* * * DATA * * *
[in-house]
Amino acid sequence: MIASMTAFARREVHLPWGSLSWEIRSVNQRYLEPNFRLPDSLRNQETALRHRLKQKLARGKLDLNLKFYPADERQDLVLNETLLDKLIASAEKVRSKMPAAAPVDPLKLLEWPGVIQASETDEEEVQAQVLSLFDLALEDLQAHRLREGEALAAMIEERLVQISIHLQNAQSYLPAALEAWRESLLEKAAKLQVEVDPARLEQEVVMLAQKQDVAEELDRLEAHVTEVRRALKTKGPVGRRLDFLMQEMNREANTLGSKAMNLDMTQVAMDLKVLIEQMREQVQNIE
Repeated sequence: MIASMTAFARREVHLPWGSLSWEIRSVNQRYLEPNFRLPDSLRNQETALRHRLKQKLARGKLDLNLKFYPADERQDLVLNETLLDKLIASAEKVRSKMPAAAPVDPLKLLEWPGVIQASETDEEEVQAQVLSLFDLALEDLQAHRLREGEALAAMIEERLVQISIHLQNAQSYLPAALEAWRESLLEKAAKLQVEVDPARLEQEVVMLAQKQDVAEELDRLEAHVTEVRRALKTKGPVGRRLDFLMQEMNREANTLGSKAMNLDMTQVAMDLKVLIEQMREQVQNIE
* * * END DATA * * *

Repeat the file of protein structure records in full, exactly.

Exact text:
[in-house]
Amino acid sequence: MIASMTAFARREVHLPWGSLSWEIRSVNQRYLEPNFRLPDSLRNQETALRHRLKQKLARGKLDLNLKFYPADERQDLVLNETLLDKLIASAEKVRSKMPAAAPVDPLKLLEWPGVIQASETDEEEVQAQVLSLFDLALEDLQAHRLREGEALAAMIEERLVQISIHLQNAQSYLPAALEAWRESLLEKAAKLQVEVDPARLEQEVVMLAQKQDVAEELDRLEAHVTEVRRALKTKGPVGRRLDFLMQEMNREANTLGSKAMNLDMTQVAMDLKVLIEQMREQVQNIE
Repeated sequence: MIASMTAFARREVHLPWGSLSWEIRSVNQRYLEPNFRLPDSLRNQETALRHRLKQKLARGKLDLNLKFYPADERQDLVLNETLLDKLIASAEKVRSKMPAAAPVDPLKLLEWPGVIQASETDEEEVQAQVLSLFDLALEDLQAHRLREGEALAAMIEERLVQISIHLQNAQSYLPAALEAWRESLLEKAAKLQVEVDPARLEQEVVMLAQKQDVAEELDRLEAHVTEVRRALKTKGPVGRRLDFLMQEMNREANTLGSKAMNLDMTQVAMDLKVLIEQMREQVQNIE